Public Safety drills out a protest

By Brendan Myrick - Staff Reporter

Student protesters were encouraged by a Highline professor to throw water bottles and yell at Public Safety on Tuesday.

Fortunately, it was a Public Safety drill involving Des Moines Police and student volunteers, which took place outside Building 28 on May 16 at 9 a.m.

The focus of the drill was to train Public Safety officers for scenarios involving protestors and what action is needed at the moment.  

Dr. Steve Lettic, a former Des Moines Police Officer, gathered some of his students to re-enact an "environmental" protest for Public Safety.  Students shouted made-up phrases such as "green lives matter," "save the trees" and "can you absorb CO2? I don't think so."  Students also kicked and threw plastic bottles near officers and marched toward officers and around Building 28.

David Menke, director of Public Safety, went on to explain the drill's purpose was to make sure Public Safety is up to speed with Highline's protocols and procedures.

The drill was, "to test our operating procedures and practice coordination, communication with Des Moines Police and train Public Safety for emergency events," Menke said.

Public Safety officers worked on blocking off routes from outsiders and directing protesters away from areas that led to the parking lots or buildings.  Public Safety also communicated through dispatch with Des Moines Police to explain the scenario and direct the police officers to the scene.  Public Safety cannot arrest protestors, only police can.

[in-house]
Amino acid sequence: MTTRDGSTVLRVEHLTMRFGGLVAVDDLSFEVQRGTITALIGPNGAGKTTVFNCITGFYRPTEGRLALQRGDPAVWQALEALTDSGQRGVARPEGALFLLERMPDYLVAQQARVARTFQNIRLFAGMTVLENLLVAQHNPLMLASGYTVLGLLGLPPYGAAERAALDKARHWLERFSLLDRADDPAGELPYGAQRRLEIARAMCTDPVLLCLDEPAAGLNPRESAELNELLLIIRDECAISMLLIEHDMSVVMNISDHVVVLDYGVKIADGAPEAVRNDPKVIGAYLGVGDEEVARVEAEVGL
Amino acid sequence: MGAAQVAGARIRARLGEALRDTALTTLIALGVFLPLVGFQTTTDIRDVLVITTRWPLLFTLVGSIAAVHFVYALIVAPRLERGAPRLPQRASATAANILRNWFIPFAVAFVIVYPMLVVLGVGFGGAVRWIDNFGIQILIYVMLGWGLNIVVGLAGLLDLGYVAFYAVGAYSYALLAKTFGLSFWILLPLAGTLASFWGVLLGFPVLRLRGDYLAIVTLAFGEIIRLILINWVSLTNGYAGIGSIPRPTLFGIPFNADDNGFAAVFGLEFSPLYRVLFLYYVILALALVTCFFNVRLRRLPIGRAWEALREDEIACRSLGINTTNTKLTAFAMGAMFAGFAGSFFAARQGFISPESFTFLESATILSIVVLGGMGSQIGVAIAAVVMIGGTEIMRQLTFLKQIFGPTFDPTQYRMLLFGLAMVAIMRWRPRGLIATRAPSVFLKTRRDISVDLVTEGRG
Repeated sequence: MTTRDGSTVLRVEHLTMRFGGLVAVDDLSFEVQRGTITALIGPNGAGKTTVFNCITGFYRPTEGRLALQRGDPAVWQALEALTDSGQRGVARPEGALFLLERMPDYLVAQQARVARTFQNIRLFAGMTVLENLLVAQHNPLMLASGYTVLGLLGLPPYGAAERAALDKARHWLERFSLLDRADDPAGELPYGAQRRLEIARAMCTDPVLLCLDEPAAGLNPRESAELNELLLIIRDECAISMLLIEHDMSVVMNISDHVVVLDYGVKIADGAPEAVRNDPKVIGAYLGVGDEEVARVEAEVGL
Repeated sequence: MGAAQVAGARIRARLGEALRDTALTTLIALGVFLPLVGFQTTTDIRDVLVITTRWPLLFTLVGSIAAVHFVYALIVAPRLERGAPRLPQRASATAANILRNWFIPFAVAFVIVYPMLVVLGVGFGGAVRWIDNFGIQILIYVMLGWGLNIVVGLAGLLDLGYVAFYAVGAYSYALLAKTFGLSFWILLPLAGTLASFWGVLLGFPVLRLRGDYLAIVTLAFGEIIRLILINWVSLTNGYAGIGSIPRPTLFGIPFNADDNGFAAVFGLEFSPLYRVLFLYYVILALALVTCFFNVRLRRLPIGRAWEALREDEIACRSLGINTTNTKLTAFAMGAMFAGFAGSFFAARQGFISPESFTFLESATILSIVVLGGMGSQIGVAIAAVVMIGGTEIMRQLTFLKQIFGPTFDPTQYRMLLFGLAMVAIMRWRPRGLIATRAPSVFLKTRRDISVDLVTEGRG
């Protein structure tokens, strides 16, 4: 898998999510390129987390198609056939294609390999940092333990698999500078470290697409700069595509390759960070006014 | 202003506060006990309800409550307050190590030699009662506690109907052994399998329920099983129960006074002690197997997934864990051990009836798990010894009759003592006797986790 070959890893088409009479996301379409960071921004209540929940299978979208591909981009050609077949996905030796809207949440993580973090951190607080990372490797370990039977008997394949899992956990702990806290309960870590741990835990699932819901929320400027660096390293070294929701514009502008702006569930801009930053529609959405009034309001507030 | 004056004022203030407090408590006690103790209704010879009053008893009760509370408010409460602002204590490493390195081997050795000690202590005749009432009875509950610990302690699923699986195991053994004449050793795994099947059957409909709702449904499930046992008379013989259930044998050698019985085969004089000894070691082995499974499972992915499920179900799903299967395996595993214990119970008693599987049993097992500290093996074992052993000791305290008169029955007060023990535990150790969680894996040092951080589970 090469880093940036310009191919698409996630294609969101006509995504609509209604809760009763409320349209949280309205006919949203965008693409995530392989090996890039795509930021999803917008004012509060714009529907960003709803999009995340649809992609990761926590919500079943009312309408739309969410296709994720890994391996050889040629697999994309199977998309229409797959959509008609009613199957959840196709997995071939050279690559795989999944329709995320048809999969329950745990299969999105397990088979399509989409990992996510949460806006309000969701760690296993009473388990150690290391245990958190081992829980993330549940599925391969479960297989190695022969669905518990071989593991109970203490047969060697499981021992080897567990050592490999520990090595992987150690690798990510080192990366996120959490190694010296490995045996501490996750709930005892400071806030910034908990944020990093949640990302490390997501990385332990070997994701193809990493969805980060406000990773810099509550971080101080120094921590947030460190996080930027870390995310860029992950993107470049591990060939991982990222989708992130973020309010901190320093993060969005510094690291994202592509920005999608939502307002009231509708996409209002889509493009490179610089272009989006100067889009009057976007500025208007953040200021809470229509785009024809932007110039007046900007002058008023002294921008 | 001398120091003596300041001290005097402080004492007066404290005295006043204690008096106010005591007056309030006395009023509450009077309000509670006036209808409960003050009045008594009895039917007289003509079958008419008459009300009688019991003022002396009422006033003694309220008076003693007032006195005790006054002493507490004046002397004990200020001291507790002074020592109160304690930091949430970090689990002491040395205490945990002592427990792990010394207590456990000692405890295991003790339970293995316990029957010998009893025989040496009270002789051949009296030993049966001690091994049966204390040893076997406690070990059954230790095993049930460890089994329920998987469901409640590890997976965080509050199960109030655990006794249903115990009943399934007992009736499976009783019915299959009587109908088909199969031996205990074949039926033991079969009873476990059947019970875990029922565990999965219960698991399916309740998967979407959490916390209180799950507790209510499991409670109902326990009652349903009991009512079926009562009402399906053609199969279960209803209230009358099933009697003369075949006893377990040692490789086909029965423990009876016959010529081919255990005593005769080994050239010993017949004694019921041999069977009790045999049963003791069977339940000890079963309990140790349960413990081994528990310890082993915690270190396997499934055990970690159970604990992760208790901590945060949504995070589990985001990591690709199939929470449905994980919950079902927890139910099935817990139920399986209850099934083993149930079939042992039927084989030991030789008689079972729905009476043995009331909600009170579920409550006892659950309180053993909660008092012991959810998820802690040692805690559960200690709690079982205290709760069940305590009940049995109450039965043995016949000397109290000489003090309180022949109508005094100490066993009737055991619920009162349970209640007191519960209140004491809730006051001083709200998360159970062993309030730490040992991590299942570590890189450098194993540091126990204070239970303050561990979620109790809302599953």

In a real-life scenario, Des Moines Police would be contacted if protesters turned violent and started acting aggressively towards Public Safety or others.   From there, police officers can bring a civil disturbance team and make arrests.

"A civil disturbance team is multi-jurisdiction," Sgt Mike Graddon of Des Moines Police said. "They would form like SWAT, with several members from different groups of law enforcement."

After the drill, Public Safety and members of Des Moines Police got together and discussed what went well and what areas need to be worked on.

Sgt. Graddon also reminded Public Safety when police should be contacted and what determines when protesters cross the line from legal to illegal.  

"When the first amendment rights get thrown out the window is when there is vandalism and assault." He said.

Students and staff who participated in the drill also got to learn how Public Safety handles a scenario such as a large protest and how they adjust to changes in behavior.

"I think it was good training for them" said Ryan, one of the student participants. "If it were real, there would have been a lot more violence for officers to deal with."

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